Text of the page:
2013, China/Hong Kong, 123 minutes
Finding Mr. Right, a big hit in China will be opening today in Seattle, Los Angeles and New York. (Check local listings.) The film is one of China’s highest grossing films. It attracted a large audience there both because of interest in the story’s main backdrop of Seattle and because of the film's rather controversial subject matter.
Wen Jiajia (Actress Tang Wei, Lust Caution) arrives in Seattle on a flight from Beijing and waits curbside in the cold until her ride, Frank Hao (Xiubo Wu) finally arrives thirty minutes late. She's rich, selfish, self-centered, a real prima donna. She thinks she can get whatever she wants because she has access to apparently unlimited wealth, and usually she succeeds. Jiajia is also pregnant.
Formerly an editor for a gourmet food magazine, she has come to the U.S. because her wealthy lover is married and won't seek a divorce. She therefore would not be able to obtain legal permission to give birth in China because of that country's highly restrictive one-child policy.
|Wen Jiajia (Tang Wei, left) and Frank Hao (Xiubo Wu)|
Frank, who had been a doctor in China, now works as a chauffeur for illegal "birthing houses." For various reasons, Chinese women live in rooms in these houses until they give birth. The landladies of these homes provide room and board as well as transportation to medical appointments, etc.
Jiajia ends up having to stay in a house owned by Mrs. Huang, a Taiwanese landlady. Jiajia immediately buys her way into the largest room in the house. But her high-handed ways are of no avail when her wealthy businessman lover can't come to visit as he'd promise, when she can't reach him by phone, and especially not when her credit card stops being accepted.
As her life takes various twists and turns, it becomes rather problematic as to just who is her "Mr. Right" and whether or not she'll realize it, let alone be able to act upon it.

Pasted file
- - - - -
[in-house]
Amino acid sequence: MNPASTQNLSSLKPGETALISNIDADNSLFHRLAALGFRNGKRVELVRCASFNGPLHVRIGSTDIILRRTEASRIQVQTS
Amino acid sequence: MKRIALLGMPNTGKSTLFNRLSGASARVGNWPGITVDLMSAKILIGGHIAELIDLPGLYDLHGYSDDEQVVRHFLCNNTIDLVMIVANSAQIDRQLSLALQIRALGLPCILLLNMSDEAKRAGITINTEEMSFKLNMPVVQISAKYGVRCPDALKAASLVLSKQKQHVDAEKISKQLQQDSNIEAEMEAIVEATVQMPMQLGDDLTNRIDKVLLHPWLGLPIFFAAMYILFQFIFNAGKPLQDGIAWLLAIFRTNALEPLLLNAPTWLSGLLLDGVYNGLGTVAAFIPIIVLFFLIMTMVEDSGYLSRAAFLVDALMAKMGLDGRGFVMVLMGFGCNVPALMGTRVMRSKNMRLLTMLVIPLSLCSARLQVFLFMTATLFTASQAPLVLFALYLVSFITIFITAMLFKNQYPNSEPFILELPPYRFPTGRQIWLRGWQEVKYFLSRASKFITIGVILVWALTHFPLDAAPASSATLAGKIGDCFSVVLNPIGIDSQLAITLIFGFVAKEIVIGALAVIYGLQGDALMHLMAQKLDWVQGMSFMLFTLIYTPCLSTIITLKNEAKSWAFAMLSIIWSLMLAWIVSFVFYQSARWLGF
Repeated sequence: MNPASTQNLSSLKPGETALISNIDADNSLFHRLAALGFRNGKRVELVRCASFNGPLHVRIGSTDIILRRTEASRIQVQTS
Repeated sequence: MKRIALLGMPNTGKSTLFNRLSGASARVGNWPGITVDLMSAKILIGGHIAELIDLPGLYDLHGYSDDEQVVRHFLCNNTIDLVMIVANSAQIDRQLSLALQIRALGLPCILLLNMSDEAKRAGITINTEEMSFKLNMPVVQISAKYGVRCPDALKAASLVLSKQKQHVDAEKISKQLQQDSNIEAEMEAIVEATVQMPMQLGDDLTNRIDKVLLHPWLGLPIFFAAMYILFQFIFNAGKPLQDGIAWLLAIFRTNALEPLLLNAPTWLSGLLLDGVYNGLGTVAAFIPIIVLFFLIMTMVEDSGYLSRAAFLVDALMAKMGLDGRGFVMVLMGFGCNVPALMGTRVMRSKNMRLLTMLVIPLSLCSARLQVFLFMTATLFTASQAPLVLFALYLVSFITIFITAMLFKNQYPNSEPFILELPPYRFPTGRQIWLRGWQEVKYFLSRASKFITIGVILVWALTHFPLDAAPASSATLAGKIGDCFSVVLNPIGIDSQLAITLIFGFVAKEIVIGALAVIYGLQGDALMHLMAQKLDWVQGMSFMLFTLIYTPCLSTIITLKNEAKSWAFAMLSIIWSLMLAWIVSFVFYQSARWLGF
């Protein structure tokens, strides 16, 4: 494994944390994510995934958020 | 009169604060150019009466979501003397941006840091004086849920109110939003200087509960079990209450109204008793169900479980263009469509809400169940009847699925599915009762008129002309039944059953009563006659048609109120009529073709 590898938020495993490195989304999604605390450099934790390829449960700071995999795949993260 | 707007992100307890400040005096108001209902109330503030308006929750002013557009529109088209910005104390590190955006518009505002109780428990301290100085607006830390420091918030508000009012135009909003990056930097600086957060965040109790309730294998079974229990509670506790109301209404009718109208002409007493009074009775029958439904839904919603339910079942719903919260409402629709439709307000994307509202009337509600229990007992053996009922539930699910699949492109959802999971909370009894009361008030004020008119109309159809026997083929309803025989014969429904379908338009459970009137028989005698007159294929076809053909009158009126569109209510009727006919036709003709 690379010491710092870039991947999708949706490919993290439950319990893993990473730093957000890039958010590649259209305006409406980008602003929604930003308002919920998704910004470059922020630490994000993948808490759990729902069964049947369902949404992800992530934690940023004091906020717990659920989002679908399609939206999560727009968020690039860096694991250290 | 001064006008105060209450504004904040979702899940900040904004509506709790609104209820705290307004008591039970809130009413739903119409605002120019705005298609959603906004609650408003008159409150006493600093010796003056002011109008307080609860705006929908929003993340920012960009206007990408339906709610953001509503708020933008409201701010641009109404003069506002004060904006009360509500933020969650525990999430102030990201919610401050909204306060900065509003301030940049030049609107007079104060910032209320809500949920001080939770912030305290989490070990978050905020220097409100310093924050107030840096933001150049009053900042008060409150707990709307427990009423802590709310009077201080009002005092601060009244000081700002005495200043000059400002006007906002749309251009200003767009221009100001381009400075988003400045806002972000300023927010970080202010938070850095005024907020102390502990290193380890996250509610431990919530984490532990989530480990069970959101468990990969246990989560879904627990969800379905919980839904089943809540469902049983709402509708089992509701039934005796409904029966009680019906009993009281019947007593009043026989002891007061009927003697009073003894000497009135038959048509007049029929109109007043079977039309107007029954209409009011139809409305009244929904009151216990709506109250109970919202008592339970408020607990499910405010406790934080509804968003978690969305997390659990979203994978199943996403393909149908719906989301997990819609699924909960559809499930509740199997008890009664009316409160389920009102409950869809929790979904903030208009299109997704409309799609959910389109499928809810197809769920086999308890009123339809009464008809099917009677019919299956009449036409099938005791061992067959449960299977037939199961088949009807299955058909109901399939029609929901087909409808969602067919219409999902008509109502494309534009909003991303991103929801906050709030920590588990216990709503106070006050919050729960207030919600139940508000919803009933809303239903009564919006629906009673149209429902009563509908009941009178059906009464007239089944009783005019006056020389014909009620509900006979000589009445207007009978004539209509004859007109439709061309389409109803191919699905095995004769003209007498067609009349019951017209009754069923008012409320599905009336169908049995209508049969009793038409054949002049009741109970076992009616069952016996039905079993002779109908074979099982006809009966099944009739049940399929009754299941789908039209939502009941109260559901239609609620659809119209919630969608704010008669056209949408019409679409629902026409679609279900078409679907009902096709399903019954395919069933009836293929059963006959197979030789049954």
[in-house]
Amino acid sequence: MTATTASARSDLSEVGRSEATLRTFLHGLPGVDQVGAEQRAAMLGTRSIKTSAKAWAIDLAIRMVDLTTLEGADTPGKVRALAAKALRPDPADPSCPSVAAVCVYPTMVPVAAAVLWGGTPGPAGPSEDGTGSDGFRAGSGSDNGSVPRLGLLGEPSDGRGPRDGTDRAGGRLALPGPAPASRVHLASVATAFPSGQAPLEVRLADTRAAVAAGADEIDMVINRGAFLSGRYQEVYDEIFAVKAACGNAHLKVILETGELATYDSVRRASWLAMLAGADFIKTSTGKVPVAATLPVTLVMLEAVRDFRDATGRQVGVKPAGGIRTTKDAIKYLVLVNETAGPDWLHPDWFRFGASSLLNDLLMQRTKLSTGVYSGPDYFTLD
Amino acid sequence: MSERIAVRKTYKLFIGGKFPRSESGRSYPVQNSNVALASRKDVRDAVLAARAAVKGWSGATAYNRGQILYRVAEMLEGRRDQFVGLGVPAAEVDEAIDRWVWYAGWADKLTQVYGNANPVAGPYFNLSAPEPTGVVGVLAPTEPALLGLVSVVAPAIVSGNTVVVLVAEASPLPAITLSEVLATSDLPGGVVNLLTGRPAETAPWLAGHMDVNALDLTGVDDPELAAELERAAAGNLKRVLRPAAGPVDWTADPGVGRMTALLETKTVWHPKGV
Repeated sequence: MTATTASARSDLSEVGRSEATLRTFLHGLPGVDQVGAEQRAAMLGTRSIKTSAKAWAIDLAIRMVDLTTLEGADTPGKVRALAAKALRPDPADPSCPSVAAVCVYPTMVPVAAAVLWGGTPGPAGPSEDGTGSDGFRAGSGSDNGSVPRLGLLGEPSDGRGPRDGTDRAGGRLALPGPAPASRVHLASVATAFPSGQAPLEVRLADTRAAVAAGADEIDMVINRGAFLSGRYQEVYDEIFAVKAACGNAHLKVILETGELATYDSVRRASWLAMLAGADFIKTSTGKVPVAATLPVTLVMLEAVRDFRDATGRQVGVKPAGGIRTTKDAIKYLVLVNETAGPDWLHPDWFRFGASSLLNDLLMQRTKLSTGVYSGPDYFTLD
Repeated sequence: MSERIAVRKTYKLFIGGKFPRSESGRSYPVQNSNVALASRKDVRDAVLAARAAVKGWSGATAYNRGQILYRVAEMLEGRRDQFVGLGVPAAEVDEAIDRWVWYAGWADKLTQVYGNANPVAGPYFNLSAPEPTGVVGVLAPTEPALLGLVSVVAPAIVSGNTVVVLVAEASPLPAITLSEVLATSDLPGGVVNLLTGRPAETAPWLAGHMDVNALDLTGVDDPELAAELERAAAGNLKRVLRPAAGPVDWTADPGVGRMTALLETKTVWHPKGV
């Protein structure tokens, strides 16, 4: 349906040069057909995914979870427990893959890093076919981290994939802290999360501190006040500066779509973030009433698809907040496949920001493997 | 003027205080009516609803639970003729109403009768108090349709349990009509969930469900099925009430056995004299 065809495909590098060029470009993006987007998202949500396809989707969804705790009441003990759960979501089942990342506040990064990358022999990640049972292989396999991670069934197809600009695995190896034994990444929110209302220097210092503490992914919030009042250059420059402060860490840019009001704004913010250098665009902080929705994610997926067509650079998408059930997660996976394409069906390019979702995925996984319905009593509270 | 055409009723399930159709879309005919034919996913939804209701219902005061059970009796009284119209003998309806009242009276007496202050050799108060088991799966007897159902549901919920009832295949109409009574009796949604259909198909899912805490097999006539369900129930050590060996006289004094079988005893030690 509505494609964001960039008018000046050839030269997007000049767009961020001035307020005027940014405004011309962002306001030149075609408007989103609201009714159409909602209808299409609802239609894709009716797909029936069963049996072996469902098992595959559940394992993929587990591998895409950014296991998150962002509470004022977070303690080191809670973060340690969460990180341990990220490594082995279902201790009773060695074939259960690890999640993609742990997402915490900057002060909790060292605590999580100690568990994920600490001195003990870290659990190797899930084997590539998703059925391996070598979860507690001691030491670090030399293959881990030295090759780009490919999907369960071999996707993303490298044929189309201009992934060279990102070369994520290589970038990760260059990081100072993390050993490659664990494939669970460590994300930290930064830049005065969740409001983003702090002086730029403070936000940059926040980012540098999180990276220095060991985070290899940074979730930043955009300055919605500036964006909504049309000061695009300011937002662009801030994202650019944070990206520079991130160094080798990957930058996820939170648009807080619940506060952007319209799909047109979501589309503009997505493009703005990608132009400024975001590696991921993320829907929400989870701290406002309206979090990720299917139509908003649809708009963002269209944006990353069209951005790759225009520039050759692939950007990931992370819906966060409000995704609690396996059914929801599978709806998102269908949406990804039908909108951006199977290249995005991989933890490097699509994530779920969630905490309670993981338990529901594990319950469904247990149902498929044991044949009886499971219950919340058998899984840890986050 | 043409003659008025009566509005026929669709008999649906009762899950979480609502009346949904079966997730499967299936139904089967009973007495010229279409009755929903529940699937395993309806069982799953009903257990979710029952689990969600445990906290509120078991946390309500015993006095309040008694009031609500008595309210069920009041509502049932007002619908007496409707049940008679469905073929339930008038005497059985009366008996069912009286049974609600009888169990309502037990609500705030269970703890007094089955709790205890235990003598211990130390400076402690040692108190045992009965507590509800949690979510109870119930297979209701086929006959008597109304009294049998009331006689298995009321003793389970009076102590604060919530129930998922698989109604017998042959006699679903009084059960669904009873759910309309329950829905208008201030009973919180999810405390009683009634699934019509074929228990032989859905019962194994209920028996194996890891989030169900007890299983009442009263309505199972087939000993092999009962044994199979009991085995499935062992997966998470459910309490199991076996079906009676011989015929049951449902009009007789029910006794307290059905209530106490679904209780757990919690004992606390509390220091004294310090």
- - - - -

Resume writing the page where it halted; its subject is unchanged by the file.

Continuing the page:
Actress Wei Tang was blacklisted by the Chinese government because of her participation in Ang Lee's Lust Caution (2007), a film whose subject matter the authorities objected to. This cost her dearly, both in terms of roles and endorsements. She did not appear again in a film until 2010's Crossing Hennessy. The following year she had a lead role in Dragon (a.k.a. Wu xia), which starred Donnie Yen and Takeshi Kaneshiro. She's outstanding in her role in Finding Mr. Right, exhibiting a wide range as Jiajia undergoes significant transformation from an arrogant person of privilege to one of abject poverty.
For his part, 45 year old Xiubo Wuis quite convincing as a man who's been humbled by the course his life has taken, but who hasn't given up on regaining his dignity and his desire to provide both emotionally and financially for his young daughter.
I would describe Finding Mr. Right as primarily a drama, but one with strong rom-com elements. It's well-paced and well-acted. It hits both the serious and dramatic notes with a sure hand. All in all, a most enjoyable watch.